- Musk’s Boring Company is anything but
- His tunnels will replace mass-transport – at speeds of more than 200 kmph!
- This isn’t future-tense – these tunnels are almost ready to go
Elon Musk, the genius behind SpaceX and Tesla, doesn’t like to wait. Tired of watching major space agencies take their time with exploration, he launched SpaceX to prove that he could take humanity into orbit and beyond. And weary of snail-like advances in the tech for electric vehicles, he built Tesla from the ground up to demonstrate that electric cars could be both viable and attractive.
Musk is nothing if not impatient, but he combines his inability to wait with public-minded focus and a forward-thinking ethic. Now that he spends a lot of time in Los Angeles – which may be the city of angels, but is far more often the city of headache-inducing traffic – he just can’t stand to do nothing.
His new dream-child is the Boring Company, an aptly named venture that does just what it says. Musk’s plan is to drill tunnels beneath LA, adding a 3D layer of infrastructure to ease traffic congestion, ferrying passengers across town at speeds that rival Formula 1 racing! That may sound crazy, but it’s almost ready to ride.
Musk’s Boring Company is anything but
Building tunnels may not sound like an innovation, but you’d be wrong. They’re a fantastic idea because there’s no practical limit to how many layers deep we can build, providing the infrastructure a huge city like LA needs. But up until now, there were some real problems keeping us from using this solution. It took Musk’s drive for the future and creative imagination to overcome them.
First, tunnelling is super expensive, often as much as $1 billion for 1.5 km. That’s just not cost effective. And second, tunnelling is really, really slow. Tunnel Boring Machines (TBMs) can’t even keep up with snails – literally – in soft soil. Musk’s innovations to boring are designed to solve both issues simultaneously.
By decreasing the tunnel diameter from the usual 8.5 metres to about 4.2, he can cut costs by a factor of 3 to 4. That’s huge. And by automating the boring machines, he can speed them up, too. But perhaps the biggest problem with speed is that about half the tunnelling time is spent putting up support structures to keep the tunnel from collapsing. Musk’s just not patient enough for that! In December 2017, he won a $266,000 sales tax exclusion from California to build his own concrete ‘ring’ factory. His plan was to use these interlocking rings as the tunnel structure, laying these as the TBMs dig. Evidently, that’s mission accomplished!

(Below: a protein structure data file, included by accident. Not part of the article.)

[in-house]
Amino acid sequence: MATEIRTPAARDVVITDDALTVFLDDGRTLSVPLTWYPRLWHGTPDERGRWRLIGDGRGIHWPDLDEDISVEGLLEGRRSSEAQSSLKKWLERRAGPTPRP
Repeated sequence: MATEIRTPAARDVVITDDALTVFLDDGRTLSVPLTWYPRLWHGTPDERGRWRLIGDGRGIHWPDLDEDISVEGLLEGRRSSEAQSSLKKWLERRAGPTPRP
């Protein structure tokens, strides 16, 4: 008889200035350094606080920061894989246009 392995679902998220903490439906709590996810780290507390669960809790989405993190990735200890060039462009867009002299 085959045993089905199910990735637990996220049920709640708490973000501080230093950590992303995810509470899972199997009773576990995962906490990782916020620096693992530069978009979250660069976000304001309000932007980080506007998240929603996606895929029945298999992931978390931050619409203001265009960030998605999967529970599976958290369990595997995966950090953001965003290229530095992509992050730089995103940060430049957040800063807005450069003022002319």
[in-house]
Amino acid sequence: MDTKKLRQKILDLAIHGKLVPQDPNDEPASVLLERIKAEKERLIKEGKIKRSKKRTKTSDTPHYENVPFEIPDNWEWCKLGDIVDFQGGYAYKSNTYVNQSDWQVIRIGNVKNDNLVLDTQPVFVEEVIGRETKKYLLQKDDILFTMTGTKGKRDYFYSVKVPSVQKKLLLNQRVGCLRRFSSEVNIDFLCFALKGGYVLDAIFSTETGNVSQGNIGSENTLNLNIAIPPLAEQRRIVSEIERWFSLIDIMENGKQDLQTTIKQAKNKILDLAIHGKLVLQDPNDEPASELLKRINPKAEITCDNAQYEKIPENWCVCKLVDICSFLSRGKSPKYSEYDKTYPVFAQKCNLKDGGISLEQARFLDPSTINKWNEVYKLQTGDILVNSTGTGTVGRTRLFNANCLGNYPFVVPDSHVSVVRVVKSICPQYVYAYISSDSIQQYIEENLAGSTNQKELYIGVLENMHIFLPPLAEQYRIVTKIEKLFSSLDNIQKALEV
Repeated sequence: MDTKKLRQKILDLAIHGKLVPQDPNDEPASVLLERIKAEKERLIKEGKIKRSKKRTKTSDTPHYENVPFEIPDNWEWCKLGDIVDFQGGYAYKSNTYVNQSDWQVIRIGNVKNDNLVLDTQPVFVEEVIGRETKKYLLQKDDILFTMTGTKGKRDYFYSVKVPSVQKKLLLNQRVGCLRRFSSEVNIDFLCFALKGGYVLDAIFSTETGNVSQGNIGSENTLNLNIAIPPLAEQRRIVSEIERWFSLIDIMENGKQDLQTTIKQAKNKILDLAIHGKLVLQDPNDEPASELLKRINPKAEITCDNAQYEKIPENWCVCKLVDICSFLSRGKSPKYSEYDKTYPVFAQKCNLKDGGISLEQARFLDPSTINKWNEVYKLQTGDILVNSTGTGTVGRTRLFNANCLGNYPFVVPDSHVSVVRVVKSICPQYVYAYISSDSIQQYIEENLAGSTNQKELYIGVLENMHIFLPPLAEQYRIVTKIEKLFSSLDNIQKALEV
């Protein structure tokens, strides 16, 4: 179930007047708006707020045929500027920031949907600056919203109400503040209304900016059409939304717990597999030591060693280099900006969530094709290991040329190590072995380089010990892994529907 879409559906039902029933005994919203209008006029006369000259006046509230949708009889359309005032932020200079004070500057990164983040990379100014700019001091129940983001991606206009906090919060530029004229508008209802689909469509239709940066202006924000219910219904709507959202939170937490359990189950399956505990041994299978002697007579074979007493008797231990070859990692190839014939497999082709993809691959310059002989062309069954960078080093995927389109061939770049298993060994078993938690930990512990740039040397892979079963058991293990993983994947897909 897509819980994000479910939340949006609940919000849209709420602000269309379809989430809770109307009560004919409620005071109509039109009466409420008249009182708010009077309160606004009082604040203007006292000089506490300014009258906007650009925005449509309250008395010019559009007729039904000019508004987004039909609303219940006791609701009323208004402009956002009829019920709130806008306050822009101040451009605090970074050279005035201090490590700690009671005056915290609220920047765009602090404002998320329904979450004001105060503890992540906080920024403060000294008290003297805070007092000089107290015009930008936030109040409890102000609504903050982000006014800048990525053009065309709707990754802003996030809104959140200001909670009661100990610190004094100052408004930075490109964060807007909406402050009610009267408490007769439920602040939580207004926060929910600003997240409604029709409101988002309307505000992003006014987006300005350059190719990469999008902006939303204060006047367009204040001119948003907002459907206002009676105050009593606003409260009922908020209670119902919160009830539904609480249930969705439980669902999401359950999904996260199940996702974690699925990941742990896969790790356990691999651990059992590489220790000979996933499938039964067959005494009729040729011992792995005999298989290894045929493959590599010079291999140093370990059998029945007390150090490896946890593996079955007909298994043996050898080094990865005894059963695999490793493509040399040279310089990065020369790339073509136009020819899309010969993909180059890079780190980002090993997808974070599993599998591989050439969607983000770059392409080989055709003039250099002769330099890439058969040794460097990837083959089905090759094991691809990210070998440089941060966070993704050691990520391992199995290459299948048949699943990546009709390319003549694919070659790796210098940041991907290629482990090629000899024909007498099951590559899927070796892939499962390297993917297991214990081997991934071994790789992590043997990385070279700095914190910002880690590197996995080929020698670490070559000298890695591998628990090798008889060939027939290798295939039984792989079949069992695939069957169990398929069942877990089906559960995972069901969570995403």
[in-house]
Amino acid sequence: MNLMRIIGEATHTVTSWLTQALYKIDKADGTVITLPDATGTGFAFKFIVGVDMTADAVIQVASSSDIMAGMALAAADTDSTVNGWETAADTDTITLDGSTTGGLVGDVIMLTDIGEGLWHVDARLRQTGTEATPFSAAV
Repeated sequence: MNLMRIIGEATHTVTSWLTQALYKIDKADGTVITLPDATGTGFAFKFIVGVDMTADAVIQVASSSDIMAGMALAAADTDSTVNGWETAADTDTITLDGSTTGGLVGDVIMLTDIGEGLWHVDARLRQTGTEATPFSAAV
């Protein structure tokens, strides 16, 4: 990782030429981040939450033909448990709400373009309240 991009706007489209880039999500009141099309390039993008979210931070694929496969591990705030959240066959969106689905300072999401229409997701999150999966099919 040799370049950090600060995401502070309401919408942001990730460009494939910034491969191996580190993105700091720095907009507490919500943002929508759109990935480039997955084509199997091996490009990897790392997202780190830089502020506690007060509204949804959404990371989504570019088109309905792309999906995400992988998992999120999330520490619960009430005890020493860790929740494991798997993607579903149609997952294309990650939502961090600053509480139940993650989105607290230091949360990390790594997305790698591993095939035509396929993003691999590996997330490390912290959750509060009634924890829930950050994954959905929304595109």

His tunnels will replace mass-transport – at speeds of more than 200 kmph!
Musk’s tunnels are designed to be pretty slender, and they’re not really intended for cars. While his idea was initially to offer vehicle transportation on giant sleds that would descend from the streets above, it’s morphed into a mass-transit alternative for people. Musk’s current system offers pedestrian and bicycle transport on electric skates that travel at no less than 200 kmph! But rather than a series of stops like conventional subways, this is a ride from only one point to another, getting you across town in minutes instead of hours. “Electric skates will carry between 8 and 16 passengers (mass transit), or a single passenger vehicle”, Sarah Gray reports for Fortune.
That ‘single passenger vehicle’ is really an afterthought now. These tunnels are just too narrow for many cars, including most Tesla models, though the Model 3 might just squeeze in. They’re really designed as an alternative to light rail, subways, and buses, and Musk plans competitive pricing – less than $2 a ride.
Check out a video of how this might work:
This isn’t future-tense – these tunnels are almost ready to go
We’d forgive you if you thought this was something planned for 2050. But Musk’s Instagram account tells a different story. “First Boring Company tunnel under LA almost done! Pending final regulatory approvals, we will be offering free rides to the public in a few months,” he writes.
That’s beyond cool, and if this works as well as it looks like it will, we expect Musk to begin building a network of tunnels under LA, ending the city’s reputation as a traffic hell and showing major urban centres a path toward congestion-free streets.